"De mannen hebben bier nodig."
Translation:The men need beer.
I feel like as an American English speaker I read this as "The men (have a need for) beer" as a direct translation. My Dutch husband confirmed this w asn't 100%, but that's just how I translated it in my head. Close!
It's best to not get stuck translating things word by word when learning a language. Their grammar and ways for placing verbs, adjectives, etc are likely not the same as in english. I find it best not to think about english rules when learning another language. Just learn how they do it and understand that it is different. Although you get a direct word by word translation "The men have a need for beer" it is not really the intended translation. It's more natural for the translation to mean, "the men need beer"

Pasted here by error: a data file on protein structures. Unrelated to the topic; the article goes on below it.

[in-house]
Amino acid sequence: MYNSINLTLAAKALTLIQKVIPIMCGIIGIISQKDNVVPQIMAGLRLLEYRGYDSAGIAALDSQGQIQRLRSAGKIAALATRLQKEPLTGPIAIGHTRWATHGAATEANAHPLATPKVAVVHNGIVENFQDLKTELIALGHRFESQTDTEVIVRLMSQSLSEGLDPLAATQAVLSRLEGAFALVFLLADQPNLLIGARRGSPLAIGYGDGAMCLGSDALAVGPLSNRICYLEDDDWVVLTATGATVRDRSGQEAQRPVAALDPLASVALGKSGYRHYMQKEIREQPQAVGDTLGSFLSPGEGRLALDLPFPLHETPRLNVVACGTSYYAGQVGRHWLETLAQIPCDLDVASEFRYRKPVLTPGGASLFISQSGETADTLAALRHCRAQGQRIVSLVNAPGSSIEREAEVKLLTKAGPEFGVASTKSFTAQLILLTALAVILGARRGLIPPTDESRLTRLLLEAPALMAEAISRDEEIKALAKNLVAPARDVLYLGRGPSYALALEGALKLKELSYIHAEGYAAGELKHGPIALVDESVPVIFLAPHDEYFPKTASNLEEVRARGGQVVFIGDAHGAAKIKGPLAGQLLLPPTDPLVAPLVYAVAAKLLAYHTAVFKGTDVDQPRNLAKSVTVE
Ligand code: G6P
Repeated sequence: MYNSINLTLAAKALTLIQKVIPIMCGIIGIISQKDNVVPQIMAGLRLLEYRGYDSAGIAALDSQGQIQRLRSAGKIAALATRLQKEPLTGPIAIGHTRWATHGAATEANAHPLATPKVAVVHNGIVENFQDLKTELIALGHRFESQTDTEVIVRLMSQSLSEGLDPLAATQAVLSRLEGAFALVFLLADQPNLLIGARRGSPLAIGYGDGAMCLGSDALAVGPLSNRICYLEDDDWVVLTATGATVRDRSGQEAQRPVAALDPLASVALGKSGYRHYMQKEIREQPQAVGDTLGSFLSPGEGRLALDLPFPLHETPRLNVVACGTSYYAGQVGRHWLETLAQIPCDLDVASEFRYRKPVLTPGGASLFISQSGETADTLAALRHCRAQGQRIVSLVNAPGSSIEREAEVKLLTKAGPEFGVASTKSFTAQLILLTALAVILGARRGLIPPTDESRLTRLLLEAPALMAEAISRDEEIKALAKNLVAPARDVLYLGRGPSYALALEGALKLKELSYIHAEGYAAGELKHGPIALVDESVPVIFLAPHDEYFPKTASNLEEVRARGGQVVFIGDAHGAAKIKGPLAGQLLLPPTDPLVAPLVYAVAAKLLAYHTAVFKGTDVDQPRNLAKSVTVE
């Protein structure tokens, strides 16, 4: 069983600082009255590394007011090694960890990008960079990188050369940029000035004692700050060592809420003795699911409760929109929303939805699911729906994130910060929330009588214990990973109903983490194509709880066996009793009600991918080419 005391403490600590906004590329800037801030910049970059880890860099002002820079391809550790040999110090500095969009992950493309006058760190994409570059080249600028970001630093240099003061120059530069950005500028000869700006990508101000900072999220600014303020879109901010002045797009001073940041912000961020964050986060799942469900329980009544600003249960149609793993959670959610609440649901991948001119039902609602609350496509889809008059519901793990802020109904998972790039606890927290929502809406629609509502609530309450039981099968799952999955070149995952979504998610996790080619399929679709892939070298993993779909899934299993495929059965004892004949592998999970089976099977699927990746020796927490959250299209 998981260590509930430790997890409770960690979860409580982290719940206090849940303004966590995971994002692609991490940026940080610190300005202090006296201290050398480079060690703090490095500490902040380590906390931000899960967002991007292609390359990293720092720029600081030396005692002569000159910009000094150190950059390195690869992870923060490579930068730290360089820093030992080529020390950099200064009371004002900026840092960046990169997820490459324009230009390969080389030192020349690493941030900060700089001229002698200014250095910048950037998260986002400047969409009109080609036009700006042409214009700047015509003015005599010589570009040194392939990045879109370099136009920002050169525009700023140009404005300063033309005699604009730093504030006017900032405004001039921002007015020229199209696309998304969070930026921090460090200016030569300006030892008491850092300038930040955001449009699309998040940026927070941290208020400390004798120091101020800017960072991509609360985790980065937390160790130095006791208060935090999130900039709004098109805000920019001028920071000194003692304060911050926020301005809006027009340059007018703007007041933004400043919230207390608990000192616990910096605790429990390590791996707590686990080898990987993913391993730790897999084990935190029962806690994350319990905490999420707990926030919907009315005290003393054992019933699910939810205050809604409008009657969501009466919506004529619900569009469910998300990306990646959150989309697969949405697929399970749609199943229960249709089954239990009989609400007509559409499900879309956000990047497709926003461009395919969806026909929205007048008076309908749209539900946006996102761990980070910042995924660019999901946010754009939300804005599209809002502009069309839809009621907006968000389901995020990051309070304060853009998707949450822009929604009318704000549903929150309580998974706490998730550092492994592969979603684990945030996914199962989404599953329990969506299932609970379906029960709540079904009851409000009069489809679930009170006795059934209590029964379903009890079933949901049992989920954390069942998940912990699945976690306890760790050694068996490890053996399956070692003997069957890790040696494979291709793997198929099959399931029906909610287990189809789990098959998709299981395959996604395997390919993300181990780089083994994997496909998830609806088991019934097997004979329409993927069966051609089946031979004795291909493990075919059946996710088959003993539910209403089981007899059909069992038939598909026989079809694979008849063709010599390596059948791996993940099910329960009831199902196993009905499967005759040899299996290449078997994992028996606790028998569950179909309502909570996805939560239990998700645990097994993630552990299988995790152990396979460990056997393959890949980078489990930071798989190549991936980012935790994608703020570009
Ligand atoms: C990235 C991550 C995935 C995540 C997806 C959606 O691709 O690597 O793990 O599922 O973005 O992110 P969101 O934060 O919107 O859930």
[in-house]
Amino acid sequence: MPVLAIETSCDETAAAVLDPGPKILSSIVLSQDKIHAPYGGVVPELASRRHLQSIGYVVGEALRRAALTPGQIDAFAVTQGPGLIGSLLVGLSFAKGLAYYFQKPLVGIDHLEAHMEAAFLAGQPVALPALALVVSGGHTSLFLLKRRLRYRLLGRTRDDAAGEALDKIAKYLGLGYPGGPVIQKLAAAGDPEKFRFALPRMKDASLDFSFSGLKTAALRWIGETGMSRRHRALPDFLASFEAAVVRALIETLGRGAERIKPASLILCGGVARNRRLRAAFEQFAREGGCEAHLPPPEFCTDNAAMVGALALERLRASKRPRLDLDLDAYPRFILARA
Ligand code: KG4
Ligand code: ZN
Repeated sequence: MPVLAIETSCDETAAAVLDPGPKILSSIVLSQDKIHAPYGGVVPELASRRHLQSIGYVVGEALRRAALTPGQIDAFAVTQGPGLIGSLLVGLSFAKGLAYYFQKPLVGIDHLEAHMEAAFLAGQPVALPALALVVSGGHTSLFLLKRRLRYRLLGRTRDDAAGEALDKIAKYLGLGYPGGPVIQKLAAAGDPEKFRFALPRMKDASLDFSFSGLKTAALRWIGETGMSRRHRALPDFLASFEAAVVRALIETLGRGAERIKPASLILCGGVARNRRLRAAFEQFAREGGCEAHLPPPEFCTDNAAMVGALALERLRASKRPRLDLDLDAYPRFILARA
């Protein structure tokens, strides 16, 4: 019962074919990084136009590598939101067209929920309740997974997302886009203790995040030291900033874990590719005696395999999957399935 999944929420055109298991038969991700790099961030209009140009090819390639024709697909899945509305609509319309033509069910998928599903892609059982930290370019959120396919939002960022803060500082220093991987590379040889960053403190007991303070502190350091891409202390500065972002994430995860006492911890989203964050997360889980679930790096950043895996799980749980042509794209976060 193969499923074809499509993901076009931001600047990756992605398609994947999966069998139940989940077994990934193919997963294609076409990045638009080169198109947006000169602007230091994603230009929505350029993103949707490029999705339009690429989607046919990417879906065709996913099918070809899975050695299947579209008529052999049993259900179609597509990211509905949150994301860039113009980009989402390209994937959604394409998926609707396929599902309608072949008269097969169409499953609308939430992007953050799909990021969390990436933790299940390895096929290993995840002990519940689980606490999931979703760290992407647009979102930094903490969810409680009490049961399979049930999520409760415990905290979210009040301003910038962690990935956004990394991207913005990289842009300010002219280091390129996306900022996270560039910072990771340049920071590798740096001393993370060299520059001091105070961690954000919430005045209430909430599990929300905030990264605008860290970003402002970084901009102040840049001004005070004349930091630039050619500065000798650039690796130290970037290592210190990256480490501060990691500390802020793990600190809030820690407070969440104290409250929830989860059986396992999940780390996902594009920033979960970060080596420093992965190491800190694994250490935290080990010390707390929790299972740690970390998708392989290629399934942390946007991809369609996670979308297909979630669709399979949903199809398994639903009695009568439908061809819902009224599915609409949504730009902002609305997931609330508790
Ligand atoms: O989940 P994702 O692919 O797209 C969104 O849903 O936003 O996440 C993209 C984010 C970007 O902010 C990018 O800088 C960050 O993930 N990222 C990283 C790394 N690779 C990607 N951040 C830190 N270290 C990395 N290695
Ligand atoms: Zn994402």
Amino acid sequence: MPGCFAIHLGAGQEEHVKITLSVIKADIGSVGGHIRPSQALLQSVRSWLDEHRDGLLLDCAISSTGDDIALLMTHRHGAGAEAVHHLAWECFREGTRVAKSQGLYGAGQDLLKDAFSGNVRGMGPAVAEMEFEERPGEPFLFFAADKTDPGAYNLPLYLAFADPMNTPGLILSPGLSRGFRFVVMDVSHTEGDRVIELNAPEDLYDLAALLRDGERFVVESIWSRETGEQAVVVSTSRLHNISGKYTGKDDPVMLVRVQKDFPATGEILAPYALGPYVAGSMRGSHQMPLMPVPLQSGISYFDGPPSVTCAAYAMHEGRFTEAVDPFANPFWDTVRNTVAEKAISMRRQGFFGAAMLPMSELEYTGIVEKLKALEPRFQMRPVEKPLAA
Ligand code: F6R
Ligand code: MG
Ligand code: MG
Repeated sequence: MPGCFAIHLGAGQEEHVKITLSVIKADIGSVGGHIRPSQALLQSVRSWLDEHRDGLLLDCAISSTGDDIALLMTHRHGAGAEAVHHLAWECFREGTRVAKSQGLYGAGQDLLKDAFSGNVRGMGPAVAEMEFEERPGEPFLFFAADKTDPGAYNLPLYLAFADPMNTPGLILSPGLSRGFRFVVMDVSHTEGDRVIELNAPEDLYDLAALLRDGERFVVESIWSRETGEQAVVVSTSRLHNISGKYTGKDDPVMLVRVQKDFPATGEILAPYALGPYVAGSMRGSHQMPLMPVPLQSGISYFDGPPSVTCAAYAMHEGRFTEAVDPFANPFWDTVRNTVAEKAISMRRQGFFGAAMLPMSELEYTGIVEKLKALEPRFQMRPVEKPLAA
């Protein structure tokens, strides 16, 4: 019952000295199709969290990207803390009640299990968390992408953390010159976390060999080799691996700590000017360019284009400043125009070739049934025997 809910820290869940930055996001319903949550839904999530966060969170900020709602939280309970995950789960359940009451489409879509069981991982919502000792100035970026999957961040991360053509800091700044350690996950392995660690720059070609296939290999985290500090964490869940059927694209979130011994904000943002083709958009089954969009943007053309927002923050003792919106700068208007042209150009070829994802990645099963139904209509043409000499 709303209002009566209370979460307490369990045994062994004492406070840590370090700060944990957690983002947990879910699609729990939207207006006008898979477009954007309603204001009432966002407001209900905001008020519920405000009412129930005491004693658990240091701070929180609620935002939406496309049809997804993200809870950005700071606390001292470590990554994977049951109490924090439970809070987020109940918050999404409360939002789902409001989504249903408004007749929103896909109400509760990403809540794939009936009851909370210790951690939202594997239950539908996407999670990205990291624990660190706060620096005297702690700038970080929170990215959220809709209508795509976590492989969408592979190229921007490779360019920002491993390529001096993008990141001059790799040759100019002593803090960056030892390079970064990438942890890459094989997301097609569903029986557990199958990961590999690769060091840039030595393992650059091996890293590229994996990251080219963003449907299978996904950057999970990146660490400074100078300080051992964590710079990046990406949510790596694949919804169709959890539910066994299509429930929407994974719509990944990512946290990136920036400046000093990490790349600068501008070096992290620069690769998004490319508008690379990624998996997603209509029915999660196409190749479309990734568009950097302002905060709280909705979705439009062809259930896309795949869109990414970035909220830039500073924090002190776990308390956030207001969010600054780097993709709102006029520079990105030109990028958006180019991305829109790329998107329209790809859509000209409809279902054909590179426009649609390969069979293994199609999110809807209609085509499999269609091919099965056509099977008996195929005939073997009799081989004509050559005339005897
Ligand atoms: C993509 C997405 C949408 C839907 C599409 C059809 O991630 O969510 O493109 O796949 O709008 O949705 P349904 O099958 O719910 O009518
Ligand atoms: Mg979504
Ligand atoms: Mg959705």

Sometimes that's true, but being able to relate things to english has helped me a lot. In fact, many linguists say dutch is easy to learn because of how similar it is to english. Two schools of thought.
That would be something like: De mannen hebben het nodig om bier te hebben. A bit awkward.
Is this the most common construction to express need for something? (Hebben _ nodig)
Also, the part of speech of "nodig" here is adjective, correct?
It translates to something like "I have need of sth." or "to be in need of sth." and yes, it's the commonly used translation
'The men have a need for beer' wasn't accepted because of the word 'a' when 'the' nor 'a' isnt in the sentence; I can't see how I'm meant to know!?
You just have to accept that "nodig hebben" means "to need", not "to have a need". That's all.
Nodig on its own is an adjective, so your sentence means 'The men necessary beer'.
Omdat gebruikt jij het woord Hij is de stem van het werkwoord plus t
Hij hebt melk nodig
But hebben is irregular, so it actually is hij heeft. You can only use hebt for the 2nd person singular: jij/u hebt. U heeft is also correct.
- ik heb
- jij/u hebt (u heeft)
- zij/hij/het heeft
- wij hebben
- jullie hebben
- zij hebben